The sound of early house music is having a moment. In the past few years, producers such as Tornado Wallace and Motor City Drum Ensemble have been making music that directly references records that were being played in Chicago clubs 30 years ago. In the world’s better nightclubs you’re as likely to hear a record made in 1996 as you are a record from 2016.

For people who remember the early days, it can be slightly startling to realise house music is now into its third decade. The music that must have felt so revolutionary in the late 1980s is now an accepted a part of our sonic landscape, but that makes it no less special when one of the early producers comes to town.

Recording under many different names, Chicago’s Larry Heard has been making music and DJing since the 1980s, and is widely credited as a pioneer of house music.

Before his first ever live set at Melbourne’s Town Hall with Gaussian Curve, we asked Melbourne’s inimitable Andee Frost to select five records by Larry Heard that give a sense of what he means to dance music, and what to expect from his show.

Larry Heard presents Mr WhiteSun Can't Compare (2006)

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“One of his more recent club jams, usually dropped around the 4am mark, and instantly inducing pure euphoric bliss. Maybe you've just met your new dancing buddy, but after you've shared this moment, your life will never be the same again.”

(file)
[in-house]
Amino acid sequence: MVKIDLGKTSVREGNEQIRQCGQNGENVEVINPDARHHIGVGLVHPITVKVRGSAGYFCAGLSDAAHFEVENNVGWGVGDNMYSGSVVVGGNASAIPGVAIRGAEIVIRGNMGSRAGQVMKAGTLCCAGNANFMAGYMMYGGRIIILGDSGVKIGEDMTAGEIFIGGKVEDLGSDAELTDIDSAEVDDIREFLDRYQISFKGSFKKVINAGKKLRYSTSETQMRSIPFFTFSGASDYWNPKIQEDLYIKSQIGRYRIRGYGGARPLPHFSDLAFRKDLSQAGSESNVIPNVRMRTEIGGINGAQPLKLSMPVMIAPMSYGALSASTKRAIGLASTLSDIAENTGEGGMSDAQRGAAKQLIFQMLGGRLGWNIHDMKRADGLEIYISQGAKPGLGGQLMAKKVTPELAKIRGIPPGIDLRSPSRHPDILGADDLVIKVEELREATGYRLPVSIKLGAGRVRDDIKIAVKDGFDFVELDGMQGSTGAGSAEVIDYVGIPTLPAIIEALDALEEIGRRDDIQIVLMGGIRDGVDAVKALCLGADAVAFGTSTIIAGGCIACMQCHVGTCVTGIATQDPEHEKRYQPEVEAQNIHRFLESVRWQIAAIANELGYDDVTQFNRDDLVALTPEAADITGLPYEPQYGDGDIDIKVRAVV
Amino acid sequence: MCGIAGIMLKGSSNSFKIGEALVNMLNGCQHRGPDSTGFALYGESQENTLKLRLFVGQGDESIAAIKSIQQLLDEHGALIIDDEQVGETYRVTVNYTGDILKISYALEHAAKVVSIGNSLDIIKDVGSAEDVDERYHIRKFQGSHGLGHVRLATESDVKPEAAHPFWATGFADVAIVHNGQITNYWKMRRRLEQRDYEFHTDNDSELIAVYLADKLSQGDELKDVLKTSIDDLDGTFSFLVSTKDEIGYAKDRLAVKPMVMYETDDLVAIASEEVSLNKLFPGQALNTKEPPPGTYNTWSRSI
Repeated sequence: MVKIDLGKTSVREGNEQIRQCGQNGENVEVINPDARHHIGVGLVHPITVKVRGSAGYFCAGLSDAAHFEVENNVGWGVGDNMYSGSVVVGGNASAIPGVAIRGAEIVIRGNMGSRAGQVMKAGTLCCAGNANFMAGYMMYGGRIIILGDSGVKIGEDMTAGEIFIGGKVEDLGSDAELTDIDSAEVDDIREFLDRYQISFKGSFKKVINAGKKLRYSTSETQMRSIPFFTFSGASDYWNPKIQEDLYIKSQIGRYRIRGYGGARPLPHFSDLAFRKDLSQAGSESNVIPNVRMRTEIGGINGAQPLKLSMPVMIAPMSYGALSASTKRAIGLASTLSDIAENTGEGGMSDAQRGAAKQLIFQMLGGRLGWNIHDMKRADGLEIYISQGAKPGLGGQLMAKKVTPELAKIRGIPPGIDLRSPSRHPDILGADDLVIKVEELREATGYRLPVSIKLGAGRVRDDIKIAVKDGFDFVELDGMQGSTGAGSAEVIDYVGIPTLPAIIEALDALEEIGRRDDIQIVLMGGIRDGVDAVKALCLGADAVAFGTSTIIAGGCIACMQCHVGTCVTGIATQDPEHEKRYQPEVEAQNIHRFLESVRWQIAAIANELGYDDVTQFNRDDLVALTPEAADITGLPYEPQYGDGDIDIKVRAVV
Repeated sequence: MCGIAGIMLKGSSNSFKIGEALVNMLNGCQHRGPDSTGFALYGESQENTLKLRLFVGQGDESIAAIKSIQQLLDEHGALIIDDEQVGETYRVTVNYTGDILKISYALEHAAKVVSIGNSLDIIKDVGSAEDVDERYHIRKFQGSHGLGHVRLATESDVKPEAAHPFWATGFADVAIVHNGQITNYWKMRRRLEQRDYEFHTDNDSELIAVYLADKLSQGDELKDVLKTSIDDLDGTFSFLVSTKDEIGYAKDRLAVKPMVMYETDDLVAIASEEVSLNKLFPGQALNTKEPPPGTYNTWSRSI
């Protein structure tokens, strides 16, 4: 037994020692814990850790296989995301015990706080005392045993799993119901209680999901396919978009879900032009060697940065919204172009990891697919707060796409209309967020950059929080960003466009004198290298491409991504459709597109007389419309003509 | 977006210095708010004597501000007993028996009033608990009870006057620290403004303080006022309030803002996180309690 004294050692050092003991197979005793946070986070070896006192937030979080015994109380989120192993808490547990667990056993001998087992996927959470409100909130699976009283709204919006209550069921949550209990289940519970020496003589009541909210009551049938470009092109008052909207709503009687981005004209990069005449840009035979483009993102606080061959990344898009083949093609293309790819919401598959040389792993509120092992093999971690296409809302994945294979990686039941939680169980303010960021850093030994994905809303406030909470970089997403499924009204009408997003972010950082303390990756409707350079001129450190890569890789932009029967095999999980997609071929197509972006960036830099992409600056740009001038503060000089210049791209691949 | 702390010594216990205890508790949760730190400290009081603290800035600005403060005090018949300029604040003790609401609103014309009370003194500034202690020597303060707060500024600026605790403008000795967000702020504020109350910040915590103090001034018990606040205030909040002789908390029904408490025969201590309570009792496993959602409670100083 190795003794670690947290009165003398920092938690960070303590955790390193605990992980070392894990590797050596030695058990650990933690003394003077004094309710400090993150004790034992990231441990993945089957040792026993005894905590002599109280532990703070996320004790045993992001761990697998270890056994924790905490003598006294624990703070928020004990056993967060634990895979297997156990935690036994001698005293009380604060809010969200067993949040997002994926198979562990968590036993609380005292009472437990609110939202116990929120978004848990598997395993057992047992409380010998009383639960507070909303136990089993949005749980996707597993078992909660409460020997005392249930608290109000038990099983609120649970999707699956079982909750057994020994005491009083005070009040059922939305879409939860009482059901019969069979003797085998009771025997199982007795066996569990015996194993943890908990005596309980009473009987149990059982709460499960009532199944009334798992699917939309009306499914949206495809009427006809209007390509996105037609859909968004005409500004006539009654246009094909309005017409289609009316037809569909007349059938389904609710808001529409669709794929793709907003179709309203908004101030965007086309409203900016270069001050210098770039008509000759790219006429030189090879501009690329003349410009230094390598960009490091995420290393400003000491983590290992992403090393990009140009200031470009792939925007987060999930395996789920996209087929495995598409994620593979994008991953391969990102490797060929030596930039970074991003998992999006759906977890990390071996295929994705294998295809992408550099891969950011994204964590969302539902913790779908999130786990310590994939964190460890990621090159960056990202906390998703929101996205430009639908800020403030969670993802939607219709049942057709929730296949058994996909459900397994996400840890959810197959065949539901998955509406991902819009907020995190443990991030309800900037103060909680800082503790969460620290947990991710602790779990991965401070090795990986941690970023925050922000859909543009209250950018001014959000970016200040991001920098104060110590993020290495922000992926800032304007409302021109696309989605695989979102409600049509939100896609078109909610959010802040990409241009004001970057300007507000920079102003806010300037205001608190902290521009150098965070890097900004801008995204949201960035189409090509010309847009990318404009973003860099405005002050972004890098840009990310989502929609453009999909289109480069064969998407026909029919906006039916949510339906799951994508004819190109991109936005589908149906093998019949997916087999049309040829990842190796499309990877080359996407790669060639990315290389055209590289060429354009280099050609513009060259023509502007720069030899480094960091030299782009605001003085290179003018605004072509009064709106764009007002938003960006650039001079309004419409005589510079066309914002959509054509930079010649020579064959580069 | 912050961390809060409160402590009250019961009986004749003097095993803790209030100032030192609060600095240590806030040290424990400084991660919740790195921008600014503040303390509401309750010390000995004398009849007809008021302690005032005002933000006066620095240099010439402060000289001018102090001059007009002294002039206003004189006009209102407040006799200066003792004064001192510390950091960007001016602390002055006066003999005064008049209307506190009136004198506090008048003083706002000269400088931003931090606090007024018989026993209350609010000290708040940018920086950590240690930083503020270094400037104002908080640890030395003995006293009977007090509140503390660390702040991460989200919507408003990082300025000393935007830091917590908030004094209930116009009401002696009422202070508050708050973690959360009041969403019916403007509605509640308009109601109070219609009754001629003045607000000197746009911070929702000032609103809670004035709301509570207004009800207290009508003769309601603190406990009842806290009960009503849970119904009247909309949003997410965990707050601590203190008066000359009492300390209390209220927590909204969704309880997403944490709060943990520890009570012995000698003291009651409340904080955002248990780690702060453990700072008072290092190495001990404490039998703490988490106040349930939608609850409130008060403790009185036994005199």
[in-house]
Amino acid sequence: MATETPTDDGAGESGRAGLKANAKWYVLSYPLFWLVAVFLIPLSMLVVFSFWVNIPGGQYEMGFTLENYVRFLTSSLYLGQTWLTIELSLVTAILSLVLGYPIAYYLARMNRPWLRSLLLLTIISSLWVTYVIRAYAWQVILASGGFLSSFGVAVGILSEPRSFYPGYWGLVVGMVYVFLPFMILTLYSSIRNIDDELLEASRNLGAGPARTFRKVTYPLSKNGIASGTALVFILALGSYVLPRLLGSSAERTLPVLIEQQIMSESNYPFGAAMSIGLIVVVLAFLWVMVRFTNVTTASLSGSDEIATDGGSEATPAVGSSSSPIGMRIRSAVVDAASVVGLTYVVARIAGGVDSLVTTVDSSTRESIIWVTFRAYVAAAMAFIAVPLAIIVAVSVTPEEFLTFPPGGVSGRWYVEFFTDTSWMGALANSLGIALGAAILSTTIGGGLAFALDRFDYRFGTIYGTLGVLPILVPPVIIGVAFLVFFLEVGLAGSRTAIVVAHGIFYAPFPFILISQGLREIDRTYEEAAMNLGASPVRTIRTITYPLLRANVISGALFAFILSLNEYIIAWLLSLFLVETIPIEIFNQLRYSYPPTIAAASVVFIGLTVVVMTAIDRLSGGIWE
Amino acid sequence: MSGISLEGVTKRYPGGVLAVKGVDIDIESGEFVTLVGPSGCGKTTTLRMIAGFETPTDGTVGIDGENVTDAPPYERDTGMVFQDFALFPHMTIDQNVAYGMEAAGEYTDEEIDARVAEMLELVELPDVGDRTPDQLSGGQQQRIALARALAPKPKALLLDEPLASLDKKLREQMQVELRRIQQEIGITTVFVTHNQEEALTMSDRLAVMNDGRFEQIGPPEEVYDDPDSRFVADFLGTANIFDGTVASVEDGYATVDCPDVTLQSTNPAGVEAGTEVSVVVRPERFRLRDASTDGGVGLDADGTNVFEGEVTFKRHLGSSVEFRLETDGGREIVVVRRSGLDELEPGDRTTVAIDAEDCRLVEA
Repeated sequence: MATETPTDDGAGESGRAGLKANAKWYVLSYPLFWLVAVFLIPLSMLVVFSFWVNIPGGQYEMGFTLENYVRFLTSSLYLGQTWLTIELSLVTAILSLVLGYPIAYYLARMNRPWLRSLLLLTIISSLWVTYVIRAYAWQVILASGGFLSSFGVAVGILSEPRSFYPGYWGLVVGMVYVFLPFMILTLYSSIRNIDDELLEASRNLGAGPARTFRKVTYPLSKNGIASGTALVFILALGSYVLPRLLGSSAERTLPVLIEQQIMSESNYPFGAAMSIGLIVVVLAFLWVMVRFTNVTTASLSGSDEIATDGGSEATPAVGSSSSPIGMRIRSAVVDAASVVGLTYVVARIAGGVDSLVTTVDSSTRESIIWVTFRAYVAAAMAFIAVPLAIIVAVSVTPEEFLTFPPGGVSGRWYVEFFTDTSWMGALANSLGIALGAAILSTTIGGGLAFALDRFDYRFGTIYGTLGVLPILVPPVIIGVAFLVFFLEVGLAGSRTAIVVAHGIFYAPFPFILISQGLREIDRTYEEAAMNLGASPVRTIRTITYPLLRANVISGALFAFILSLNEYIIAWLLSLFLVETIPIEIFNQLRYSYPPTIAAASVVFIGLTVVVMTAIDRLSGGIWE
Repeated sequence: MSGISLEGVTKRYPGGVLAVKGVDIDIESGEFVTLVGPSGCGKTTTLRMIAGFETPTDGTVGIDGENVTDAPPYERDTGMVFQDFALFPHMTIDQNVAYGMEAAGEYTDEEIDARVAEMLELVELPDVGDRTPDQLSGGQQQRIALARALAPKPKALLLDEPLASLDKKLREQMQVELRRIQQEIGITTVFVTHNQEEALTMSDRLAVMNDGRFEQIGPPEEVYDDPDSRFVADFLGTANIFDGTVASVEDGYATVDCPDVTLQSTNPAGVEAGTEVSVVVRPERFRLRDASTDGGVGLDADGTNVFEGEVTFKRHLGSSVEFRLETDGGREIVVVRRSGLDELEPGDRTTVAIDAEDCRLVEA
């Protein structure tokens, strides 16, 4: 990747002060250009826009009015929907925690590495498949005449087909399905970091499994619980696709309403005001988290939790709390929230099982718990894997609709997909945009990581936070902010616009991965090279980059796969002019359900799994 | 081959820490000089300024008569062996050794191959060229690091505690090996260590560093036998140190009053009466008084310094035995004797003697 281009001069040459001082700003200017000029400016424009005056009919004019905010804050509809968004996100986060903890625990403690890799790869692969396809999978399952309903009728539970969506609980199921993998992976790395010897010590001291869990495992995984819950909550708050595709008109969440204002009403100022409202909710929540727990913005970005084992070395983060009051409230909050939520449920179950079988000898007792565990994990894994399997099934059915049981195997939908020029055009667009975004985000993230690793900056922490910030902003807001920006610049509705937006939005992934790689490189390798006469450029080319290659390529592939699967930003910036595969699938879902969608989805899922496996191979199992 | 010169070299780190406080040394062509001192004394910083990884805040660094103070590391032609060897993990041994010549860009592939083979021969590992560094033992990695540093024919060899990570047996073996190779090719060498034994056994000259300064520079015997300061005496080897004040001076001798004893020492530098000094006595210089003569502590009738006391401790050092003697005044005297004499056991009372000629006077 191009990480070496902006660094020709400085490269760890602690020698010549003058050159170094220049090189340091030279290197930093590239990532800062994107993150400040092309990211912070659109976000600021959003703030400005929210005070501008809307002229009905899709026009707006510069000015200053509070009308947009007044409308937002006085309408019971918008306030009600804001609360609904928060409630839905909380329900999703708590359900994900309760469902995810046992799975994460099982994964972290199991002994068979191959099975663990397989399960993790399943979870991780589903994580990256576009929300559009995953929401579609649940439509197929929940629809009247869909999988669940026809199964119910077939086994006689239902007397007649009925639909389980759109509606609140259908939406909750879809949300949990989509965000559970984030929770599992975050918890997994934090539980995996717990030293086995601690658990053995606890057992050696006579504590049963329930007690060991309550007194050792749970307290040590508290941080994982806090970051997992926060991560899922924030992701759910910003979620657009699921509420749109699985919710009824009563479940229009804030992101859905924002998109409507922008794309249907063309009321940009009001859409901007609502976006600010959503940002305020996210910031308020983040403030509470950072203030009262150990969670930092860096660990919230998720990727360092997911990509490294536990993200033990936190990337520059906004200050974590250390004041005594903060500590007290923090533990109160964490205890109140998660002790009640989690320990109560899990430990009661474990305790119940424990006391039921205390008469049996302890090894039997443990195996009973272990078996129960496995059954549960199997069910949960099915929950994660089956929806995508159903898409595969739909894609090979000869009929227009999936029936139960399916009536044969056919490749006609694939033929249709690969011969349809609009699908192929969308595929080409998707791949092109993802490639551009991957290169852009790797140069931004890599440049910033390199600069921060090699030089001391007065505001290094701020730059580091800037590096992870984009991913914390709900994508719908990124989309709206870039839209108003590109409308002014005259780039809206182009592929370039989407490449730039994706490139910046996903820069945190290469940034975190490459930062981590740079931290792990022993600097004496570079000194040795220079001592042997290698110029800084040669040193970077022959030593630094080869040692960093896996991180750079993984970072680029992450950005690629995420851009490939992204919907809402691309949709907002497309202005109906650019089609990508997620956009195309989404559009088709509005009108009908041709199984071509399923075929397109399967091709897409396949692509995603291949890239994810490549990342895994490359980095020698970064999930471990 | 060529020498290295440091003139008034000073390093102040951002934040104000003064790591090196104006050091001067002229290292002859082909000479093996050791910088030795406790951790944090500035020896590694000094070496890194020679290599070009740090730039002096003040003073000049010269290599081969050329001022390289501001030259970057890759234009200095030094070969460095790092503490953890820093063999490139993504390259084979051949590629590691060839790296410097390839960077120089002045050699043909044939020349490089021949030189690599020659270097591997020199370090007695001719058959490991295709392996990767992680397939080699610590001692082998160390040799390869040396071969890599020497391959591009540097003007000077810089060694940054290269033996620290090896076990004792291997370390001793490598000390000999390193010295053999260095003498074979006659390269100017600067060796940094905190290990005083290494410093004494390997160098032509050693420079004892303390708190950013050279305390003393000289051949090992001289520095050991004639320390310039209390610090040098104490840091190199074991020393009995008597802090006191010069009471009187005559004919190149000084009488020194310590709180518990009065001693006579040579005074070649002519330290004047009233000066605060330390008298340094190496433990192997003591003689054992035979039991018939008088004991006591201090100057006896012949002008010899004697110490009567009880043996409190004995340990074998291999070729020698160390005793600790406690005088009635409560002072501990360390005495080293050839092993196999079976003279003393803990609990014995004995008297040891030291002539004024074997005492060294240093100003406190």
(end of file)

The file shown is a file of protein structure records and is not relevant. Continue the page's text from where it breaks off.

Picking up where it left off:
Mr FingersCan You Feel It (1998)

“There's another song called The House Music Anthem out there, and depending on the style of house music you like, the same title could be applied to this anthem. A call to arms (in the air) via the D.Floor. Slap a lil’ Dr MLK or Chuck Roberts accapella over the top of it and you have a message as fresh and relevant today as when it was made.

The ItDonnie (1986)

“Dondondondondondondondondondondon DONNNIEE DDOOOONNIIEEEEE … when I used to work in a record store (the much-loved Hear Now and Central Station, which were both in Melbourne’s CBD), we had a girl named Dominy working for us, The boss, Jim, used to sing this too her every time he wanted her to do something. For that reason alone it will stay with me for ever.”

Disco DBeat it (1986)

“Purveyors of the Booty/Ghetto-tech sound tend to get this one confused with the late Detroit producer Disco D, when in fact this is another of Larry's nom de plumes (which only lasted for one record, adding to the confusion). Dance Tracks on side one was a beat record, while on the flip, Beat it, and another of my faves, High Noon, won the attention of most DJs. PSA: This just got re-pressed so you will probably see the record floating around your local record store.”

Larry Heard25 Years from Alpha (2008)

“A perfect example of his range as a producer who shows no sign of slowing down is this gem from 2008. It’s Larry in full soundtrack mode. Fifteen minutes of sci-fi bliss. A popular go-to jam across the Melbourne bar DJ scene.”

Larry Heard plays the Melbourne Town Hall with Gigi Masin and Gaussian Curve on Saturday September 10. Tickets available here.